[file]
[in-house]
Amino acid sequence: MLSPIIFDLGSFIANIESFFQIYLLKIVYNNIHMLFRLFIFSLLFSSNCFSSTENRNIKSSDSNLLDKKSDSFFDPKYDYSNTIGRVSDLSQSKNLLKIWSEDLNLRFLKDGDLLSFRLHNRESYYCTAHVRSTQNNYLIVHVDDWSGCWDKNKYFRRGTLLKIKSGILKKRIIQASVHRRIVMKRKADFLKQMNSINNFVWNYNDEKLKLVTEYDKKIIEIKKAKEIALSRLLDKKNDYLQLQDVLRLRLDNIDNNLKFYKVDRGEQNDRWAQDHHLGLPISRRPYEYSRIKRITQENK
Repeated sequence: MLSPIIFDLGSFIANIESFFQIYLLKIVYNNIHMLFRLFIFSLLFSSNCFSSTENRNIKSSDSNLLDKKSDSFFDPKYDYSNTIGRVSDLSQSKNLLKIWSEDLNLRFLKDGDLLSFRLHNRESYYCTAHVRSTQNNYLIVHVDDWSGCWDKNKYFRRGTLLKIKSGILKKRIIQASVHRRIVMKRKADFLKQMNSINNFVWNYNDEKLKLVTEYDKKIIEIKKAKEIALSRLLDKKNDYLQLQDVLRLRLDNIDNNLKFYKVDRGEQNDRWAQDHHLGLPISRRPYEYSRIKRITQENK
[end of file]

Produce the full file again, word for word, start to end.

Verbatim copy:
[in-house]
Amino acid sequence: MLSPIIFDLGSFIANIESFFQIYLLKIVYNNIHMLFRLFIFSLLFSSNCFSSTENRNIKSSDSNLLDKKSDSFFDPKYDYSNTIGRVSDLSQSKNLLKIWSEDLNLRFLKDGDLLSFRLHNRESYYCTAHVRSTQNNYLIVHVDDWSGCWDKNKYFRRGTLLKIKSGILKKRIIQASVHRRIVMKRKADFLKQMNSINNFVWNYNDEKLKLVTEYDKKIIEIKKAKEIALSRLLDKKNDYLQLQDVLRLRLDNIDNNLKFYKVDRGEQNDRWAQDHHLGLPISRRPYEYSRIKRITQENK
Repeated sequence: MLSPIIFDLGSFIANIESFFQIYLLKIVYNNIHMLFRLFIFSLLFSSNCFSSTENRNIKSSDSNLLDKKSDSFFDPKYDYSNTIGRVSDLSQSKNLLKIWSEDLNLRFLKDGDLLSFRLHNRESYYCTAHVRSTQNNYLIVHVDDWSGCWDKNKYFRRGTLLKIKSGILKKRIIQASVHRRIVMKRKADFLKQMNSINNFVWNYNDEKLKLVTEYDKKIIEIKKAKEIALSRLLDKKNDYLQLQDVLRLRLDNIDNNLKFYKVDRGEQNDRWAQDHHLGLPISRRPYEYSRIKRITQENK